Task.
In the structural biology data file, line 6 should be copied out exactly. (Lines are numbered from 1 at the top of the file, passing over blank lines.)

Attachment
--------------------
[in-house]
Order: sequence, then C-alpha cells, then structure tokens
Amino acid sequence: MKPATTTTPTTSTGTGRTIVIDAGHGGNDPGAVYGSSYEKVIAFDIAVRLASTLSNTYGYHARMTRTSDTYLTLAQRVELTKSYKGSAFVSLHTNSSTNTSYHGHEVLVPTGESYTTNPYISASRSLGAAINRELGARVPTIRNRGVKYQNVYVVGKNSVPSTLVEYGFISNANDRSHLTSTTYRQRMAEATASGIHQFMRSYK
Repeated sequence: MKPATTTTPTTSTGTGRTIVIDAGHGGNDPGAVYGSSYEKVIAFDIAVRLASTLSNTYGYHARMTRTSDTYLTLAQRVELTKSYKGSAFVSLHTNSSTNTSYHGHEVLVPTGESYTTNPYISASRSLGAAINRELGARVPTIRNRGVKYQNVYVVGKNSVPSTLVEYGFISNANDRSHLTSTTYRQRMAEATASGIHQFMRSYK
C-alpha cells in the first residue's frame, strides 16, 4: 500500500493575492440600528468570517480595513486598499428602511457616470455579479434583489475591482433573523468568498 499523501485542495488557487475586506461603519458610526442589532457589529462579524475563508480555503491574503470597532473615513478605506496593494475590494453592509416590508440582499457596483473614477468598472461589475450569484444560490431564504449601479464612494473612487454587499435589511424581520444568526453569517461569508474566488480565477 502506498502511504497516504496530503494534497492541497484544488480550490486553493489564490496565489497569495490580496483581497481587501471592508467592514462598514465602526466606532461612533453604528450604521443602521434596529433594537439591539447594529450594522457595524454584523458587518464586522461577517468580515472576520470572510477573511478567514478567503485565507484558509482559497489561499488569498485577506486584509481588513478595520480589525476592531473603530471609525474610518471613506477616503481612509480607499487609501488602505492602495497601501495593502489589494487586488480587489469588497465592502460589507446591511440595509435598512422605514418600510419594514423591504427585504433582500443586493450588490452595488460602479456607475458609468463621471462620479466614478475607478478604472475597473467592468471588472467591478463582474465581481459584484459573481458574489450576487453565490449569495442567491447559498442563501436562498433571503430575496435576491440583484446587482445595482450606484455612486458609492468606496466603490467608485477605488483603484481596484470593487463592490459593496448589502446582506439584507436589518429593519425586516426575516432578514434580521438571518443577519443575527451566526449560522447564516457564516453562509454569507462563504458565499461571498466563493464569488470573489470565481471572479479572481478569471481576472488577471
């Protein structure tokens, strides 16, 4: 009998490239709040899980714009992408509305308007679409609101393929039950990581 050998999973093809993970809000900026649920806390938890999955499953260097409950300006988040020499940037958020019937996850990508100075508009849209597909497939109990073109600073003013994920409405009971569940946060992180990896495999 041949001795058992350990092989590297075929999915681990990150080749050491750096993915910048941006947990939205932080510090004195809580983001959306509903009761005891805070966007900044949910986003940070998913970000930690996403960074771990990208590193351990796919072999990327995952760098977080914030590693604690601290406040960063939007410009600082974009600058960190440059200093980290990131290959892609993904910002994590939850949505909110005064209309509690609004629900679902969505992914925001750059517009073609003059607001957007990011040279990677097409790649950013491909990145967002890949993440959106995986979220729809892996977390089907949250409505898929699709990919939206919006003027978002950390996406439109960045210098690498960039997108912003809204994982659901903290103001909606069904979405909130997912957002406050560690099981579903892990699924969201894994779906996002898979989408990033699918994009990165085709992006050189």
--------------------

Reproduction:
């Protein structure tokens, strides 16, 4: 009998490239709040899980714009992408509305308007679409609101393929039950990581 050998999973093809993970809000900026649920806390938890999955499953260097409950300006988040020499940037958020019937996850990508100075508009849209597909497939109990073109600073003013994920409405009971569940946060992180990896495999 041949001795058992350990092989590297075929999915681990990150080749050491750096993915910048941006947990939205932080510090004195809580983001959306509903009761005891805070966007900044949910986003940070998913970000930690996403960074771990990208590193351990796919072999990327995952760098977080914030590693604690601290406040960063939007410009600082974009600058960190440059200093980290990131290959892609993904910002994590939850949505909110005064209309509690609004629900679902969505992914925001750059517009073609003059607001957007990011040279990677097409790649950013491909990145967002890949993440959106995986979220729809892996977390089907949250409505898929699709990919939206919006003027978002950390996406439109960045210098690498960039997108912003809204994982659901903290103001909606069904979405909130997912957002406050560690099981579903892990699924969201894994779906996002898979989408990033699918994009990165085709992006050189």